KV: It will happen naturally, on its own. Once Clint Eastwood decided to make a movie here, others followed.

I think it’s a shame that all anyone hears about Michigan is bad news coming out of Detroit. You don’t see the beauty, the texture of the state. You need to do something to show how beautiful Michigan is.

KC: Have you seen our Pure Michigan marketing campaign?

KV: No—but it should be aired in Hollywood and New York, where people who make movies live.

KC: Would you consider filming another movie here?

KV: Not only would I consider it, but I am reconfiguring my next film so it can be filmed in Michigan instead. I expected filming here would be a hassle, but it wasn’t. I thought that there would be a huge learning curve—but there wasn’t.

Michigan has the second most coastline in the U.S, and the diversity of locations is amazing. There are a lot of stories you could tell here.

KC: How do Michigan film crews compare to others you have worked with?

KV: They are the most hard working, jubilant people I have ever worked with. I am highly impressed. Michael Jones is the best location scout in Michigan.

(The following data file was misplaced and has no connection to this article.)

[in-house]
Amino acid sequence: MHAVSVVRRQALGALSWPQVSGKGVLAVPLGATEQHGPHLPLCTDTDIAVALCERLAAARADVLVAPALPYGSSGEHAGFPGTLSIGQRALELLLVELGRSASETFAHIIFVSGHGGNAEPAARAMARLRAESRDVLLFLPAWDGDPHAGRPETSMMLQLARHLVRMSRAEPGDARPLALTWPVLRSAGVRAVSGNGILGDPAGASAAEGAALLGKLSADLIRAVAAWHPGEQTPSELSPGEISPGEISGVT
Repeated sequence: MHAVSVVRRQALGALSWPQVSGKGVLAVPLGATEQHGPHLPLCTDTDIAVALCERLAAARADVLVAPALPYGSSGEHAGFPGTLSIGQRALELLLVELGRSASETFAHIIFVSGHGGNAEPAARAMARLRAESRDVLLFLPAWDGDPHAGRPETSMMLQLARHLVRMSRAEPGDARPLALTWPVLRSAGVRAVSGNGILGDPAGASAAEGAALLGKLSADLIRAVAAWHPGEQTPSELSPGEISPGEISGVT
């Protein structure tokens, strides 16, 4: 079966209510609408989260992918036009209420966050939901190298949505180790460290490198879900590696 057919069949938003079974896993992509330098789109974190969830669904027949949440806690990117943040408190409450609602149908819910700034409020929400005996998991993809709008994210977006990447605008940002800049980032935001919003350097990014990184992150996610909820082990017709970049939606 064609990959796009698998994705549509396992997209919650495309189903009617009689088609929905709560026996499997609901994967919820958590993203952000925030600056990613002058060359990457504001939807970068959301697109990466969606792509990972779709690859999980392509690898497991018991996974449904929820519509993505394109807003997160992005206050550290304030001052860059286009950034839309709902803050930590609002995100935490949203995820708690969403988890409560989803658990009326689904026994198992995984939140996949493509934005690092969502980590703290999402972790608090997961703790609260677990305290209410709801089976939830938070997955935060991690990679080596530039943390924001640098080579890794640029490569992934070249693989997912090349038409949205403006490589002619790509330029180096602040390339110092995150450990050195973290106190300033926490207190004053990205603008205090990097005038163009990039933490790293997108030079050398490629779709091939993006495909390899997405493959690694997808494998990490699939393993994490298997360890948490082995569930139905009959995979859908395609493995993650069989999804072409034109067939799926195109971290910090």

The Review was also fortunate to interview Michael Jones about scouting locations and filmmaking in Michigan. As the Michigan location scout for “Oogieloves in the Big Balloon Adventure,” Michael was responsible for finding locations that met the aesthetic needs of the script, then securing those locations for filming.

Kim Cekola: What does it mean to be a film location scout?

Michael Jones: Before becoming a film location scout, I was a scout for commercials and advertisements. I was a big proponent of Michigan then, and still am. When the economy hit the skids, commercial and ad worked petered out. I would have been forced to leave Michigan, to find a job out of state. I am happy to have segued into film location scouting—moviemaking in Michigan will provide thousands of jobs for people like me who otherwise would have abandoned Michigan.